Excuses, excuses, excuses.
QUESTION: I always have large amounts owed to me from clients. Is there anything I can do about this?
Here at CPA Trendlines, Ed Mendlowitz answers some of the toughest questions practitioners can throw at him. He’s the right one to ask. After more than 40 years in the business – building his own practice, running the firm, and eventually selling it to a major regional firm, WithumSmith+Brown, where he remains a senior partner and consultant to professional services clients – he has the answers. We’re happy to have him at CPA Trendlines. Send your questions for Ed here, or chime in with Comments below.
– Rick Telberg
President / CEO
Absolutely! My feelings are that large A/R balances are your fault. Accounting fees are almost never material to a business’ cost structure, but letting fees pile up can make them somewhat material.
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Firm finds many non-profits lag in adopting IRS recommended practices.
Tate & Tryon, one of the leading firms in Washington, D.C.’s, bustling non-profits market, says in a new study that many NFPs are failing to fully embrace the good governance practices that the IRS is looking for.
The firm extracted data from 400 Form 990s to compile the three-year trend study, which is being pushed to prospects and clients as part of the firm’s branding efforts.
But the findings could be relevant to many accounting firms with 990 clients, as well.
Managing partner Charlie Tate, who for 25 years has run the namesake firm of now 10 partners, says the study is more than a marketing tool. It’s an advisory tool with benchmark indicators for NFP boards and executives. “Anytime you have a board member who sees something and says something like ‘everybody is doing it this way,’ well, now, you have a way of saying, yes, maybe many boards do it that way, but a lot do it another way,” Tate says.
Tate says the firm chose those “metrics that tended to be topics that were most frequently discussed during client board meetings that we attended.”
- Do all exempt organizations have unrelated business income?
- How would our operating and investment performance compare were we a for-profit?
- Should we provide a copy of the Form 990 to the full board?
- Should our CEO’s compensation be reviewed by an independent body based on comparability data?
- Should we use the same review process for other officers or key employees?
- Should we post our Form 990 on our website?
The firm reports it’s findings:
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Five tough questions and five good tips to take your firm and your personal effectiveness to the next level.
Gary Adamson, former managing partner of Brady Ware CPAs, has become a living legend in the profession for taking his firm from a small, local player to a regional contender. But he’s the first to admit he didn’t do it alone. Coaching helped. In fact, during his career at the firm, he used two business coaches.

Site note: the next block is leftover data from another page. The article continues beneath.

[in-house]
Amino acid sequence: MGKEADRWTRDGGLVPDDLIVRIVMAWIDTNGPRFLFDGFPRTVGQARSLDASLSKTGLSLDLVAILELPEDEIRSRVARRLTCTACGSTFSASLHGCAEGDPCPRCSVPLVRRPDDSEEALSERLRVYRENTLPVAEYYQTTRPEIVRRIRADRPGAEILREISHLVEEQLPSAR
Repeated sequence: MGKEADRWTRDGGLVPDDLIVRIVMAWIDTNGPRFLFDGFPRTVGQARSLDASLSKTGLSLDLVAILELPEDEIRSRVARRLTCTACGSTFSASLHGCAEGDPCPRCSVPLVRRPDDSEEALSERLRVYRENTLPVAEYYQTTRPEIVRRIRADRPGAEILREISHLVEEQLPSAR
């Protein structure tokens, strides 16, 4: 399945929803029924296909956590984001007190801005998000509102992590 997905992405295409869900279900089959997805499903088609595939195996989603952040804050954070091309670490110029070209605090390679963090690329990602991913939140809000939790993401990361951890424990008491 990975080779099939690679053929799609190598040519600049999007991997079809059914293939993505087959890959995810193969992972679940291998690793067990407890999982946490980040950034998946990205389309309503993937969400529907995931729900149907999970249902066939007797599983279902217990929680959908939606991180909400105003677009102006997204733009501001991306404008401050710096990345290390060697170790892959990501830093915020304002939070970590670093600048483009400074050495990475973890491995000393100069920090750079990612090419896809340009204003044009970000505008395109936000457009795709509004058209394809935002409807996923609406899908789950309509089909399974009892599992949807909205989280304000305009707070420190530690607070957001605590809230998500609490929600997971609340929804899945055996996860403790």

More from Gary Adamson at CPA Trendlines: How to Balance the Six Jobs of Managing Partner | The Partner Compensation Checklist | How CPA Firms Make Money in Turbulent Times
He learned a lot, and now he’s sharing what he learned with CPA Trendlines.
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…And what they’re NOT entitled to.
Partners are entitled to a lot. At some firms, they are virtually royalty. But that’s no way to run a firm these days.
Here, Marc Rosenberg, CPA, and author of How To Bring in New Partners and a CPA Trendlines affiliate, lists what every partner – especially new and wanna-be partners – need to understand.
More from Marc Rosenberg: How to Make Partner? | Why Accounting Firm Partners Are “Popping Prozac like M&M’s” | The 15-Item Checklist for Your Next Partner Retreat | Five Key Responsibilities for a New Partner | Planning a Partner Retreat for Real Results | 6 Steps to Get Your Business to the Next Level | The 10 Biggest Mistakes in Reading MAP Statistics | Re-Engineering Partner Accountability | Marc Rosenberg: Why CPAs Aren’t Making More Money [VIDEO] | Marc Rosenberg: Slow Learners Need Not Apply | 10 To-Do’s for a Partner Buyout
A partner IS entitled to:
1. Attend partner meetings and retreats.
2. Have access to all confidential firm financial data.
3. Receive a return on capital; repayment of capital when he/she leaves the firm. READ MORE →
Are you shocked?
A new report raises anew red flags for auditors and compliance officers, and brings into sharp focus the tough environment these days for honesty and integrity. And it suggests that the SEC whistle-blower protections put in place since 2008 are an abject failure.
But should we be surprised?
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